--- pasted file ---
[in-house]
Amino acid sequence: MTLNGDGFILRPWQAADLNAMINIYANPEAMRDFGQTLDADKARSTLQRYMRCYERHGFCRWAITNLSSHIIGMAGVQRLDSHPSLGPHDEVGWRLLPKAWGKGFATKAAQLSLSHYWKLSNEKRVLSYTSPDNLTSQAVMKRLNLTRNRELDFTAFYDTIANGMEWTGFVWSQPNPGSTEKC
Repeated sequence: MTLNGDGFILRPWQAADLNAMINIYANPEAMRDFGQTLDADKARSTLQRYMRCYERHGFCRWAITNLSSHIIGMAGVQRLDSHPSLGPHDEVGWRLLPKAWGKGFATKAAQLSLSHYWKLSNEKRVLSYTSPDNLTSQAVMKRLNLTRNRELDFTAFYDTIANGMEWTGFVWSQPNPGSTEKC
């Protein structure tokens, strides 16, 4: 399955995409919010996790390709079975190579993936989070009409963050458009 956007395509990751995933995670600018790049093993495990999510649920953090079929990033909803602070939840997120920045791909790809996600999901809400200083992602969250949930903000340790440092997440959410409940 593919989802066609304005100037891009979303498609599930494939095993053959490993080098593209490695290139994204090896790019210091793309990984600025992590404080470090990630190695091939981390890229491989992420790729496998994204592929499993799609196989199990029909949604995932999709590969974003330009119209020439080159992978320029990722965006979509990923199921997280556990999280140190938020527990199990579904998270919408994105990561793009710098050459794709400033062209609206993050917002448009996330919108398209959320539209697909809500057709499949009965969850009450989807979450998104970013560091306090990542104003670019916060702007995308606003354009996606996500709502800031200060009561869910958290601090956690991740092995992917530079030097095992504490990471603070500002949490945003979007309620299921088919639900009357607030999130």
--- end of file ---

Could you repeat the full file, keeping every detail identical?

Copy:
[in-house]
Amino acid sequence: MTLNGDGFILRPWQAADLNAMINIYANPEAMRDFGQTLDADKARSTLQRYMRCYERHGFCRWAITNLSSHIIGMAGVQRLDSHPSLGPHDEVGWRLLPKAWGKGFATKAAQLSLSHYWKLSNEKRVLSYTSPDNLTSQAVMKRLNLTRNRELDFTAFYDTIANGMEWTGFVWSQPNPGSTEKC
Repeated sequence: MTLNGDGFILRPWQAADLNAMINIYANPEAMRDFGQTLDADKARSTLQRYMRCYERHGFCRWAITNLSSHIIGMAGVQRLDSHPSLGPHDEVGWRLLPKAWGKGFATKAAQLSLSHYWKLSNEKRVLSYTSPDNLTSQAVMKRLNLTRNRELDFTAFYDTIANGMEWTGFVWSQPNPGSTEKC
């Protein structure tokens, strides 16, 4: 399955995409919010996790390709079975190579993936989070009409963050458009 956007395509990751995933995670600018790049093993495990999510649920953090079929990033909803602070939840997120920045791909790809996600999901809400200083992602969250949930903000340790440092997440959410409940 593919989802066609304005100037891009979303498609599930494939095993053959490993080098593209490695290139994204090896790019210091793309990984600025992590404080470090990630190695091939981390890229491989992420790729496998994204592929499993799609196989199990029909949604995932999709590969974003330009119209020439080159992978320029990722965006979509990923199921997280556990999280140190938020527990199990579904998270919408994105990561793009710098050459794709400033062209609206993050917002448009996330919108398209959320539209697909809500057709499949009965969850009450989807979450998104970013560091306090990542104003670019916060702007995308606003354009996606996500709502800031200060009561869910958290601090956690991740092995992917530079030097095992504490990471603070500002949490945003979007309620299921088919639900009357607030999130």